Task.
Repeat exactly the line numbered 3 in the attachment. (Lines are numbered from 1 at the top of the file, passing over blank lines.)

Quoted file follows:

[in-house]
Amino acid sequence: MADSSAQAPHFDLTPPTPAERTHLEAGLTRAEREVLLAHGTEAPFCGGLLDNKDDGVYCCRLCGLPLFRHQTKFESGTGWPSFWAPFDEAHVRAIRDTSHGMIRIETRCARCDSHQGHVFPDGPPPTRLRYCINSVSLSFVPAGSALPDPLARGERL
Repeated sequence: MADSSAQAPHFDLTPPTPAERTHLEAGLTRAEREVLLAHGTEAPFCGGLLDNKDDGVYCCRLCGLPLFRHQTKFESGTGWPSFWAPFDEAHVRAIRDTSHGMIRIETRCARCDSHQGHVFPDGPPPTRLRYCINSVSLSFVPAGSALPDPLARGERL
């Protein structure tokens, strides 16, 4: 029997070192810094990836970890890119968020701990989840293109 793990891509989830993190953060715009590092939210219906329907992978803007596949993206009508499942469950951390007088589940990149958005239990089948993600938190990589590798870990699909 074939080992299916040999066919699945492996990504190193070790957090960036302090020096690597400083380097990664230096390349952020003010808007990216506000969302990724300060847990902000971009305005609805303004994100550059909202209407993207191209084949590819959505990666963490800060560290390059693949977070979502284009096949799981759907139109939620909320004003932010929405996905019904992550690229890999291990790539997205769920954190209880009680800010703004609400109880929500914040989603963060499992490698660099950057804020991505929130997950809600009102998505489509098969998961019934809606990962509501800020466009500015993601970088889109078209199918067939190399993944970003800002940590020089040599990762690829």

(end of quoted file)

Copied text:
Repeated sequence: MADSSAQAPHFDLTPPTPAERTHLEAGLTRAEREVLLAHGTEAPFCGGLLDNKDDGVYCCRLCGLPLFRHQTKFESGTGWPSFWAPFDEAHVRAIRDTSHGMIRIETRCARCDSHQGHVFPDGPPPTRLRYCINSVSLSFVPAGSALPDPLARGERL